Injured back Exercises
People who suffer from lower back pain are encouraged to help with their own recovery by exercising and getting physical therapy, but are seldom given the knowledge and tools needed to accomplish this. This discussion will provide a basic understanding of the causes of lower back pain, and discuss appropriate steps to exercise and rehabilitate a painful back.
Of course, getting better is only the beginning, since further episodes of back pain are quite common as time passes. Whether suffering from the first bout of low back pain or following extensive treatments or even surgery, the best way for patients to avoid or minimize the severity of recurrences is to rehabilitate the back through appropriate back exercises.
Exercise and Causes of Back Pain
There are several structures in the back that can cause and/or contribute to low back pain. These include:
Although the intervertebral disc is a remarkably versatile and strong structure, essentially acting as a shock absorber during everyday activities, sometimes the disc fails when there is a sudden, unexpected force (such as a fall, lifting, or other trauma), or due to ordinary wear and tear over time. And when the disc does get injured it cannot repair itself very well, which is one of the major reasons recurrent back pain is so common.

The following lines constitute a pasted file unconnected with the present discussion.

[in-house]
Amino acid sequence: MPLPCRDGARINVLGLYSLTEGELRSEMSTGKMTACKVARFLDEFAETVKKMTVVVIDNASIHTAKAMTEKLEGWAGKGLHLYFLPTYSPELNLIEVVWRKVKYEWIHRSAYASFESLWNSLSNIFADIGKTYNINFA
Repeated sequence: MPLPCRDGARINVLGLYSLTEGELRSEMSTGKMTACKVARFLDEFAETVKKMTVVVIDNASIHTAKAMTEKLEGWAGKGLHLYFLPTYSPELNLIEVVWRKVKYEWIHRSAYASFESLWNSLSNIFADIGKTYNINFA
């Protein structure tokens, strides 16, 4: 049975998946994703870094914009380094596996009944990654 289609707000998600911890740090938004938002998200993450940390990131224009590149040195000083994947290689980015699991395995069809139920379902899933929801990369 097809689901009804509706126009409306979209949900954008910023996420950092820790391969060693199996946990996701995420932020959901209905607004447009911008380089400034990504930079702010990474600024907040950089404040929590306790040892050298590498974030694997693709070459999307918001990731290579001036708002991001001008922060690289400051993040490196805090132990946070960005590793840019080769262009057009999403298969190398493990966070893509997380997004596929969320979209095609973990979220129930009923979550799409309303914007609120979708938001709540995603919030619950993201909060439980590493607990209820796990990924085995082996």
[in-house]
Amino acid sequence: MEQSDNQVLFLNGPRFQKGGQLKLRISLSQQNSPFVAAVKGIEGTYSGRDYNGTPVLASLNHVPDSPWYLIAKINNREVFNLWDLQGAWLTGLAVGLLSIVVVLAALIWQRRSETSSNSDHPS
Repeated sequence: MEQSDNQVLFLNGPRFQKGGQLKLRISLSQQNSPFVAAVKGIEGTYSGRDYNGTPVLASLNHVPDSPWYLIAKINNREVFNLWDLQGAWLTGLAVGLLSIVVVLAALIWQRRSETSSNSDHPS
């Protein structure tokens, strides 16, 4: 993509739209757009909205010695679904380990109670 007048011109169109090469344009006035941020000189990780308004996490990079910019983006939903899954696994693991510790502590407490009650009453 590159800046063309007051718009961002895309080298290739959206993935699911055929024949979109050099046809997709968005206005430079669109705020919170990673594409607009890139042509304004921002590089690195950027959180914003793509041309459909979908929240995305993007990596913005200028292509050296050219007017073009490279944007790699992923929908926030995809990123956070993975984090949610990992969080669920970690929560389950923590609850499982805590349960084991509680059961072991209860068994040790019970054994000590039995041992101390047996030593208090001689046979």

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Making matters worse, the pain often interferes with a patient's ability to exercise, which adversely affects disc nutrition. Nutrition for the disc is achieved when physical activities and exercise cause the disc to swell up with water and then squeeze it out - much like a sponge. When pain affects our physical activity, the injured disc is deprived of its nutrition and begins to degenerate.
Activity is also needed to maintain the exchange of fluids in spinal structures and reduce swelling that naturally occurs in the tissues surrounding an injured disc. This swelling can further irritate nerves that are already affected by herniated disc material.
Spinal Muscles, Ligaments, and Tendons
The collective soft tissues around the spine - the muscles, ligaments and tendons - are also very important in maintaining proper spinal balance and strength. With decreased activity, the connective fibers of ligaments and tendons can begin to adhere to each other and lose resilience and may tear when sudden overload occurs. Unlike discs or connective tissue, however, when soft tissues are injured, they can quickly repair themselves.